Lehcarjt said...

Couple of thoughts...

The giant secret that you want to keep secret may very well be the hook your story needs to gain readers. It's not the facts of history that create the story, it's the way the characters react to/within those facts.

I think you need to state that the story is in three parts, but I also think you have to make sure we understand how and why those three parts are connected.

Supernatural was covered already, but romance was not. If this is going to be sold as a romance and shelved as a romance, then I need some understanding of how/why it is a romance. Take a look at the back of some of the romance novels at the stores today. Romance readers want the focus on the romance and not on the inner tragedies, etc.

And okay, maybe I've seen just a tad too many references to vampire and were-wolf books, but this cracked me up. But when a tragedy in her absence tears them apart, I took that a little too literally!

Dave Shaw said...

Southern Writer, your profile is hidden - the general public reading this blog, which I think includes the rat and me, doesn't know who you are. Even if that changes sometime between now and when your book hits the racks, I doubt that very many of us will connect your submission to Ms. Shark with it. Well, maybe the rat would, but she's funny that way. ;-)

Seriously, it seems very unlikely that anything you sub here under a pseudonym will one day affect your sales negatively. It's more likely to affect them positively, by helping you get published in the first place. Besides, you should know in your heart of hearts that the first reader of the book who talks about it is going to give the whole darn thing away, anyway! If the book's good, it will still sell, so don't sweat it!

Anonymous said...

There is some wonderful potential here, but you've hidden it. What caught my eye was the paragraph where she goes home to care for a mother who has never cared for her. That alone speaks volumes about your character. Then she has the chance to fix something that has weighed on her mind for 25 years. How many readers are out there who have longed to fix something they've done, especially something that's alienated loved ones? This could be a terrific read!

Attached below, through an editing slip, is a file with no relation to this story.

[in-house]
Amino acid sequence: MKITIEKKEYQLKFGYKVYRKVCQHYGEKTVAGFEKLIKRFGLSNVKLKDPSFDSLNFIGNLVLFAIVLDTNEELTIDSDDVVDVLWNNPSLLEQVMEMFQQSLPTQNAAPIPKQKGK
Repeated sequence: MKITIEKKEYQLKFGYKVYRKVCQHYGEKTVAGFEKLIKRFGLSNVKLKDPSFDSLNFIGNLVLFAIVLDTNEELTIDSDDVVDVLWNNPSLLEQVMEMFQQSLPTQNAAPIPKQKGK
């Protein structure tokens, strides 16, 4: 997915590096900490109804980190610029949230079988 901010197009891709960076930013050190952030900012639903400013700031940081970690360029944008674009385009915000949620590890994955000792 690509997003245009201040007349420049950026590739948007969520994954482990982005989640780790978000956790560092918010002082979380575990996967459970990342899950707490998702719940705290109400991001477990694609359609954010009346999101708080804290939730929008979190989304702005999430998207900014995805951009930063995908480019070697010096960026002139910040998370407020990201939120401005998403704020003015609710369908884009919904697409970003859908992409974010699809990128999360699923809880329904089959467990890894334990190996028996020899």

Your character wants a family and she has two chances to find it: in her real family and in her friends, and neither one is going to be easy to deal with. You tell us why and you've got your query.

Just_Me said...

Southern Writer~
The story comes across hazy, I have no idea what your character is like, what motivates her, or why I would want to read about her.
Maybe.... (please forgive me I have no clue what your story is about and I'm winging this)

"Callie Monroe was fifteen when her father went to jail for trying to kill her and her mother went insane. Shunned by her smalltown Callie hitchhikes until she finds acceptance at a club. Years later, recovered, happily married, and secure in her surroundings Callie is called back to the small town to care for her ailing mother."

There you have the major event that sets up the catalyst and the catalyst for the story- coming back to the smalltown.

It's not Shark-worthy by any means but maybe that will give you an idea of how to kick off your query.

Good luck!

Southern Writer said...

Thanks, everyone, for your help. I've written another attempt at it, and I'm sure it will turn up here when Janet has time.

Southern Writer said...

Bummer. I'll keep working on it. Thank you loads again for your advice.

I understand what you're saying about the name Bubba. It annoys me that people can't see past their preconceived notions to embrace something different. I think people used to prejudge people with the name Ralph, then Ralph Fiennes came along. And what kind of name is Leonardo (Di Caprio)? Bubba is a very common name in the South, and not all of them are camouflage-wearin', tobacco-spittin', gun-totin' rednecks. Only half of them are. ;- )

The only other thing I'd like to mention here is that Callie literally doesn't know where Bubba's grave is located. She wasn't there for the funeral, and when she made it home, the friends were all gone, so there was no one to tell or show her. She's wondered about it for nearly three decades, and to visit it is part of what she needs to achieve closure.

So anyway, back to Square One for me.

With gratitude,


R. Lyle Wolfe said...

Bubba is a common nickname in the South. It is not a common name.
It's like Holmes, G, Mother (Shut your mouth).
Show me two children with Bubba on their Birth Certificate.
Maybe he got the nickname Bubba Mac because of a childhood habit of chewing bubble gum while eating a Big Mac (Anyone ever eat potato chips and chew gum at the same time?)
Keep on trying. My query for my completed novel is 100 times worse than yours.
So, to you, I give kudos

Lehcarjt said...

I liked this second revision a lot better.

I don't get the 'can't find his gravesite' though. How many cemeteries are there in a small town/county? And if she didn't know where to find him, the best thing to do would be to contact the local genealogy group. They'd tell her how to go about figuring it out.